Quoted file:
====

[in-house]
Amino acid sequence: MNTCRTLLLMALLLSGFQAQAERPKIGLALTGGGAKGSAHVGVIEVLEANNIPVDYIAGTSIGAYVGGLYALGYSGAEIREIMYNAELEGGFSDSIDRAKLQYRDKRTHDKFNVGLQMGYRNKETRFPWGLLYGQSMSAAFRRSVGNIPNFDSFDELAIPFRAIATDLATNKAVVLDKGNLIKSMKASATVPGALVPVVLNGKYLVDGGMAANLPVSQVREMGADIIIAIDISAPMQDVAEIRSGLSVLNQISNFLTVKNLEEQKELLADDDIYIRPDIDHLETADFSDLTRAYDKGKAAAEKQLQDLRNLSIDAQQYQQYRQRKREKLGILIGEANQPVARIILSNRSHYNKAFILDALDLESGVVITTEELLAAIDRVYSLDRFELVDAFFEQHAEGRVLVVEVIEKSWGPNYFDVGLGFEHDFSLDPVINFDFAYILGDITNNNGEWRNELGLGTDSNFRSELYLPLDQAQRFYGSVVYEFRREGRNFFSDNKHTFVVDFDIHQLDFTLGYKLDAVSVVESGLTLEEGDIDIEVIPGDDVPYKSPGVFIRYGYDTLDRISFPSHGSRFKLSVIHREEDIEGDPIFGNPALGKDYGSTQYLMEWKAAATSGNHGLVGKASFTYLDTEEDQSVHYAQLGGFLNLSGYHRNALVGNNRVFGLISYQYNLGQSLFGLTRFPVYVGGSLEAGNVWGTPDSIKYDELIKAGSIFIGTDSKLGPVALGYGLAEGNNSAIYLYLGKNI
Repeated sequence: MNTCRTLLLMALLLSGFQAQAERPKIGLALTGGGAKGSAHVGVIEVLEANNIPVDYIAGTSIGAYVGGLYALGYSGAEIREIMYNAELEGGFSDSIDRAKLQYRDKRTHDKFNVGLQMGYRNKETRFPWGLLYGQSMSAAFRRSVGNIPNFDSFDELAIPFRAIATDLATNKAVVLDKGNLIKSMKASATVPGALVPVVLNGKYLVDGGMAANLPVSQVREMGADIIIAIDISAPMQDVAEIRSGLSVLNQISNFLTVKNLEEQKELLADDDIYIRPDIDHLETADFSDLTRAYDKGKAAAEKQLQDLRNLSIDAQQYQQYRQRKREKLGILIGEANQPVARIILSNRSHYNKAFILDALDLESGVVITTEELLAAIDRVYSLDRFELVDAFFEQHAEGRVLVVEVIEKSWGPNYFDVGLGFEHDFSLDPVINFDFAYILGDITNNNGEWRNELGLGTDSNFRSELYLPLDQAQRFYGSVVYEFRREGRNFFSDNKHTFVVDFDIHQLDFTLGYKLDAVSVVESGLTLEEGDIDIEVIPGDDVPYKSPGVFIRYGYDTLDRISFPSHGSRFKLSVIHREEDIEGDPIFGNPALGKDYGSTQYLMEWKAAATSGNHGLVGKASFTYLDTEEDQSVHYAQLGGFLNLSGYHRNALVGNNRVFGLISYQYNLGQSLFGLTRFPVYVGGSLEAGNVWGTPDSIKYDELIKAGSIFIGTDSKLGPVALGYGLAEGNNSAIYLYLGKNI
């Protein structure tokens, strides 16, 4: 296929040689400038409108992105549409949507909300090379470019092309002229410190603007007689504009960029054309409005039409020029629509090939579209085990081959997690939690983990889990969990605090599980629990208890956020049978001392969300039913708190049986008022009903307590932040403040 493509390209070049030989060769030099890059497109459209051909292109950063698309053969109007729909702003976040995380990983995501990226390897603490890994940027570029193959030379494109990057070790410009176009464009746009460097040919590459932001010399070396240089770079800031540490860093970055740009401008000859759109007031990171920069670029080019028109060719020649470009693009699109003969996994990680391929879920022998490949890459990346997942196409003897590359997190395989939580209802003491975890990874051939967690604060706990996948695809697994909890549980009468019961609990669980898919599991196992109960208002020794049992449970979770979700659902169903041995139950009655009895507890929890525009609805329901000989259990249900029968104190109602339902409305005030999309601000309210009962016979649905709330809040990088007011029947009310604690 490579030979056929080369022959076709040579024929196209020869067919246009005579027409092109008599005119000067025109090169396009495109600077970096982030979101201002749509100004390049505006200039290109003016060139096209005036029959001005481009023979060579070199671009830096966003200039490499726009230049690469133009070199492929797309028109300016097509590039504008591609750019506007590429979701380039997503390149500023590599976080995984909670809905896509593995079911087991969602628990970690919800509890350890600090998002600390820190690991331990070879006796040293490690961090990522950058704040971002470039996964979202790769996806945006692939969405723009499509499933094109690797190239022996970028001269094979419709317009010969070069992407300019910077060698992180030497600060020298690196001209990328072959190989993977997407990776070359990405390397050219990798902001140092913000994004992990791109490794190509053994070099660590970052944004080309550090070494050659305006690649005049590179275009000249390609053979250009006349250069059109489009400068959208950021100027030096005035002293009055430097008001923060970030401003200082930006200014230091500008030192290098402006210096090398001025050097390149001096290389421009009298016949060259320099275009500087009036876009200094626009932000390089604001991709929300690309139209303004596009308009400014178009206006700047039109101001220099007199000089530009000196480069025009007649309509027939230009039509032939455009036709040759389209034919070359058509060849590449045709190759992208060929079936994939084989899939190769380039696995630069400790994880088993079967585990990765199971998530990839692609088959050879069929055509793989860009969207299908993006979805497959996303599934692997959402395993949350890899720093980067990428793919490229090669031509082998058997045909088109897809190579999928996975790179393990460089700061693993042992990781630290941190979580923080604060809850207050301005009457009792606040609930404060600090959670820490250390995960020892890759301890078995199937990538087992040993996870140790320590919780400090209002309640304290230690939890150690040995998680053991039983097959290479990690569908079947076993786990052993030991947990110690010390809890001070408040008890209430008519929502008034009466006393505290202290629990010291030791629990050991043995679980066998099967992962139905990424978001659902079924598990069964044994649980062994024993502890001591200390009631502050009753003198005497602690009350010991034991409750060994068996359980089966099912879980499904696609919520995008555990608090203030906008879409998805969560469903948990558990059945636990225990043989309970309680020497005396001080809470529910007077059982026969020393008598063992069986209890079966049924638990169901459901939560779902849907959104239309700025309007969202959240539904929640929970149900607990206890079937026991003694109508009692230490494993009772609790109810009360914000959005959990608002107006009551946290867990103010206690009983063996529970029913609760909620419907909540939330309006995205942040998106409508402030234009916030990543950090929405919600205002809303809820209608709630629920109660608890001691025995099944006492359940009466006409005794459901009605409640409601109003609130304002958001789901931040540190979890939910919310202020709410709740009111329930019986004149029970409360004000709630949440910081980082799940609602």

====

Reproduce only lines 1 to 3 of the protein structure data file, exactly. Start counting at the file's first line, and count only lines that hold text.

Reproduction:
[in-house]
Amino acid sequence: MNTCRTLLLMALLLSGFQAQAERPKIGLALTGGGAKGSAHVGVIEVLEANNIPVDYIAGTSIGAYVGGLYALGYSGAEIREIMYNAELEGGFSDSIDRAKLQYRDKRTHDKFNVGLQMGYRNKETRFPWGLLYGQSMSAAFRRSVGNIPNFDSFDELAIPFRAIATDLATNKAVVLDKGNLIKSMKASATVPGALVPVVLNGKYLVDGGMAANLPVSQVREMGADIIIAIDISAPMQDVAEIRSGLSVLNQISNFLTVKNLEEQKELLADDDIYIRPDIDHLETADFSDLTRAYDKGKAAAEKQLQDLRNLSIDAQQYQQYRQRKREKLGILIGEANQPVARIILSNRSHYNKAFILDALDLESGVVITTEELLAAIDRVYSLDRFELVDAFFEQHAEGRVLVVEVIEKSWGPNYFDVGLGFEHDFSLDPVINFDFAYILGDITNNNGEWRNELGLGTDSNFRSELYLPLDQAQRFYGSVVYEFRREGRNFFSDNKHTFVVDFDIHQLDFTLGYKLDAVSVVESGLTLEEGDIDIEVIPGDDVPYKSPGVFIRYGYDTLDRISFPSHGSRFKLSVIHREEDIEGDPIFGNPALGKDYGSTQYLMEWKAAATSGNHGLVGKASFTYLDTEEDQSVHYAQLGGFLNLSGYHRNALVGNNRVFGLISYQYNLGQSLFGLTRFPVYVGGSLEAGNVWGTPDSIKYDELIKAGSIFIGTDSKLGPVALGYGLAEGNNSAIYLYLGKNI
Repeated sequence: MNTCRTLLLMALLLSGFQAQAERPKIGLALTGGGAKGSAHVGVIEVLEANNIPVDYIAGTSIGAYVGGLYALGYSGAEIREIMYNAELEGGFSDSIDRAKLQYRDKRTHDKFNVGLQMGYRNKETRFPWGLLYGQSMSAAFRRSVGNIPNFDSFDELAIPFRAIATDLATNKAVVLDKGNLIKSMKASATVPGALVPVVLNGKYLVDGGMAANLPVSQVREMGADIIIAIDISAPMQDVAEIRSGLSVLNQISNFLTVKNLEEQKELLADDDIYIRPDIDHLETADFSDLTRAYDKGKAAAEKQLQDLRNLSIDAQQYQQYRQRKREKLGILIGEANQPVARIILSNRSHYNKAFILDALDLESGVVITTEELLAAIDRVYSLDRFELVDAFFEQHAEGRVLVVEVIEKSWGPNYFDVGLGFEHDFSLDPVINFDFAYILGDITNNNGEWRNELGLGTDSNFRSELYLPLDQAQRFYGSVVYEFRREGRNFFSDNKHTFVVDFDIHQLDFTLGYKLDAVSVVESGLTLEEGDIDIEVIPGDDVPYKSPGVFIRYGYDTLDRISFPSHGSRFKLSVIHREEDIEGDPIFGNPALGKDYGSTQYLMEWKAAATSGNHGLVGKASFTYLDTEEDQSVHYAQLGGFLNLSGYHRNALVGNNRVFGLISYQYNLGQSLFGLTRFPVYVGGSLEAGNVWGTPDSIKYDELIKAGSIFIGTDSKLGPVALGYGLAEGNNSAIYLYLGKNI